As a person of faith, part of me wants to run to God to demand an accounting for such evil. There is a place for this conversation, to be sure, but I believe we should begin by praying for those whose lives have been ripped to shreds by this tragedy. I’m thinking mostly of families and friends of the dead. We must also pray for the healing of the wounded, for all who are connnected to Virginia Tech.

Though I’m not surprised, I’m grieved once again by the tendency of some to use such a crisis for personal or political advantage. Predictably, both sides of the gun lobby were quickly using this tragedy to argue for or against gun ownership. This is an important debate, to be sure, and one we must have as a nation. But, in my opinion, now is not the time for punditry, but for prayer.

There is a place, I think, for thoughtful and sensitive reflection on the implications of the Virginia Tech tragedy. Newsweek’s “On Faith” website []

asks its contributors: “How does your faith tradition explain (and respond to) senseless tragedies such as the Virginia Tech shootings?” As usual, there are a variety of answers from a wide range of religious (and non-religious) perspectives. I have found the following submissions to be particularly wise:

“God With Us, Grieving,” by N. T. Wright;

“God of Hope and Healing” by Chuck Colson;

“Facing the Reality of Evil” by Albert Mohler, Jr.,

“God Cares. God Loves. We Choose” by Bishop Desmond Tutu

Here’s my prayer for today:

God of love and justice, our hearts are stunned today by the horrifying events at Virginia Tech. We struggle even to know how to pray. Yet we ask You, above all, to let Your gracious presence be known to all who suffer this day, especially the families and friends of those who have died. Grant them Your peace that passes all understanding.

Help us, dear Lord, to learn what we must learn from this crisis. Give us hearts open to You. Keep us from using the pain of others to manipulate or callously advance our personal agendas. Help us to listen to each other, and most of all to You.

Thank You for being a God who is not watching us from a distance. Thank You for entering into the pain and sorrow of this broken world. Thank You for being present with us when we suffer. Thank You for giving us hope when all seems hopeless, through Christ our Lord.


Tuesday, February 13, 2007

Pictorial Theology

"On a late October night in 1778, Captain John Ledyard of Connecticut arrived with fear and trembling on the Aleutian island of Unalaska, borne from his ship face down in a fragile skin canoe by natives whose language he did not understand. He was the adventuresome American scout for Captain John Cook's third and last voyage of discovery in the Pacific, and he wrote in his diary of his great "joy and surprise" that he was welcomed on shore by hospitable Christians, both Russian and native. Ledyard noted in his diary that they fed him well and did not retire immediately thereafter as he did but rather "said prayers after the manner of the Greek Church.... I could not but observe with what particular satisfaction the Indians performed their devoirs to God . . . and with what pleasure they went through the multitude of ceremonies attendant on that sort of worship." - James H. Billington []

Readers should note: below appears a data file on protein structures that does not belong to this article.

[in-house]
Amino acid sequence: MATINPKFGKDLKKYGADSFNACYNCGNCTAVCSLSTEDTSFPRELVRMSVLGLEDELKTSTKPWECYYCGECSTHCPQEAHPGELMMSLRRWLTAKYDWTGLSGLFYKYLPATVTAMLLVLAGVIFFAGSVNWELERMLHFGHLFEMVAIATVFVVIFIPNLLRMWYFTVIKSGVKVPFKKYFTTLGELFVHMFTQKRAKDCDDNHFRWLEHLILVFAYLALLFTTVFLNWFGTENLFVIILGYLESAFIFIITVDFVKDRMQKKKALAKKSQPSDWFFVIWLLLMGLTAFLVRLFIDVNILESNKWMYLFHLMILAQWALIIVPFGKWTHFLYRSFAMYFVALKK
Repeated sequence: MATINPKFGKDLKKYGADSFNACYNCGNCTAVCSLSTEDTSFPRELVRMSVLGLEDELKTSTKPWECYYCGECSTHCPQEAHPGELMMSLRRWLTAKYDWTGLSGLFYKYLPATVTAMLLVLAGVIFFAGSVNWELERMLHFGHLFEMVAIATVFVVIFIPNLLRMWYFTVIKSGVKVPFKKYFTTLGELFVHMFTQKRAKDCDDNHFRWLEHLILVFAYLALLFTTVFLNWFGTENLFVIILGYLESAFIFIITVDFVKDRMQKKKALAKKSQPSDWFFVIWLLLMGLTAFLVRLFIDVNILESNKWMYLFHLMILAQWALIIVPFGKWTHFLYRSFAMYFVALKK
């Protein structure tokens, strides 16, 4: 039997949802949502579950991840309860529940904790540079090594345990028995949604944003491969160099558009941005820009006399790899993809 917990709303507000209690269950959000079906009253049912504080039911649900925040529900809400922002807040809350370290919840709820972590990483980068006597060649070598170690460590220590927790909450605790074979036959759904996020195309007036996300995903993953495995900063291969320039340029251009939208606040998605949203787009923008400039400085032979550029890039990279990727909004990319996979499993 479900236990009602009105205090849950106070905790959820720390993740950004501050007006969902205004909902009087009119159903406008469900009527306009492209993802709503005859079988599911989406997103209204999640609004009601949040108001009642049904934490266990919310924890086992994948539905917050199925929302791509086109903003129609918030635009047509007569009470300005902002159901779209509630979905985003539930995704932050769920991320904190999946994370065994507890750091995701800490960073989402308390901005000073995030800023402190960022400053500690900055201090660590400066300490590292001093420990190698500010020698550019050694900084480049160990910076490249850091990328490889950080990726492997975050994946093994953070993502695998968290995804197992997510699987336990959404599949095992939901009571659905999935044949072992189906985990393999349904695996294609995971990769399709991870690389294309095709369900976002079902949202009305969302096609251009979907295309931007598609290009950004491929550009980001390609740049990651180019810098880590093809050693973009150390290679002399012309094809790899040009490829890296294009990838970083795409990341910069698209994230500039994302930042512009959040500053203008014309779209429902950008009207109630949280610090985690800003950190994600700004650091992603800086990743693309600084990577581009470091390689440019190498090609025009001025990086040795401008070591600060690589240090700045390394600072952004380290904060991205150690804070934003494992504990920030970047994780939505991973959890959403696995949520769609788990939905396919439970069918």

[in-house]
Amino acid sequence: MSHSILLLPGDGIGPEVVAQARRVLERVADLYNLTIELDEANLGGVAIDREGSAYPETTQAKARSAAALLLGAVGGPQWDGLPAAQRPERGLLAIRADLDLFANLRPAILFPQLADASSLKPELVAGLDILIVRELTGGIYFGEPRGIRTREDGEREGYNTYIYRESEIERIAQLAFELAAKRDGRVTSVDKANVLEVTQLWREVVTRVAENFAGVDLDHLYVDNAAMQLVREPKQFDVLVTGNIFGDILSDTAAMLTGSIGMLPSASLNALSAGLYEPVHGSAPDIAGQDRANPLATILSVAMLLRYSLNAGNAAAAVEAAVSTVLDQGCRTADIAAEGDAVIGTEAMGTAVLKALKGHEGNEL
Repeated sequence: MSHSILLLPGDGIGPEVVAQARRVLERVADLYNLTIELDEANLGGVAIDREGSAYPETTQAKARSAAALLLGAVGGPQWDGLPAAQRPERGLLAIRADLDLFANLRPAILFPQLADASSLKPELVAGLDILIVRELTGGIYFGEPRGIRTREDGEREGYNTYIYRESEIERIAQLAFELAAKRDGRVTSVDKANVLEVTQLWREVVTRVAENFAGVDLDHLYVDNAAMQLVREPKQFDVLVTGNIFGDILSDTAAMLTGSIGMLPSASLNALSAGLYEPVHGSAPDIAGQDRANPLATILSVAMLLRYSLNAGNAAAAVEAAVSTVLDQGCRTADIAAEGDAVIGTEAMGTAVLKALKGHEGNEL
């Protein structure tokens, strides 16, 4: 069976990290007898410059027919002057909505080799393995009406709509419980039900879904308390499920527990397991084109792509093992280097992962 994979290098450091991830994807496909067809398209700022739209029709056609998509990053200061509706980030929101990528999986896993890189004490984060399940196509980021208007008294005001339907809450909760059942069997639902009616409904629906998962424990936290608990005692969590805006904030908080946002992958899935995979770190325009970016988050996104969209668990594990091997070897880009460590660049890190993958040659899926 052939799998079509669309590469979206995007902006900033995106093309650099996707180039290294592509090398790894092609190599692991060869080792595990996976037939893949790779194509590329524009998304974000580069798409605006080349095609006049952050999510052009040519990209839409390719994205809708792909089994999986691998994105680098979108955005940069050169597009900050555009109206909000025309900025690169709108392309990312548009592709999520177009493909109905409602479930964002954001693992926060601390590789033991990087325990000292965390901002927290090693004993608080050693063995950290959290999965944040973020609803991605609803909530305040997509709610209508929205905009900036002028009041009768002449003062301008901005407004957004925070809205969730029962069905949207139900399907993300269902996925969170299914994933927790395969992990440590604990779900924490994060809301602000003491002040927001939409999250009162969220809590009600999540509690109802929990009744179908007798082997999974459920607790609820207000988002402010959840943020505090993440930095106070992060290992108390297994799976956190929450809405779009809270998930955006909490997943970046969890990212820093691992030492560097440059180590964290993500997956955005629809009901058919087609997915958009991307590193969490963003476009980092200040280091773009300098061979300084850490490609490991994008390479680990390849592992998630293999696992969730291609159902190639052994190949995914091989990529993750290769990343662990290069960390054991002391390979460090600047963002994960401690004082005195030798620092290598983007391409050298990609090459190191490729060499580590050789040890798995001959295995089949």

Wouldn't it be wonderful if the glorious discipline and art of theology was more engaging than most people generally find it? This would be a thing to certainly elicit excitement amongst those who love Christian theology. Yet, how many times, (if at all) have you endeavoured to read a tome of theology or church history, popular or otherwise, and began to quickly feel your eyelids drooping?

As the above quote illustrates, we don’t always need words to see the relevance of faith. Surely there is a need, and I dare say, various potential avenues open, which might be suggested for making theology come alive to the reader.

Now I am all for clear, eloquent language which accurately and elegantly carves out the beautiful lines of redemption and the plan of God; however, this is all too rare, if we are completely honest. Most theology is written for other academics. Not that such works should not be produced, but perhaps, we might want to consider developing a theological vocabulary of more that mere words.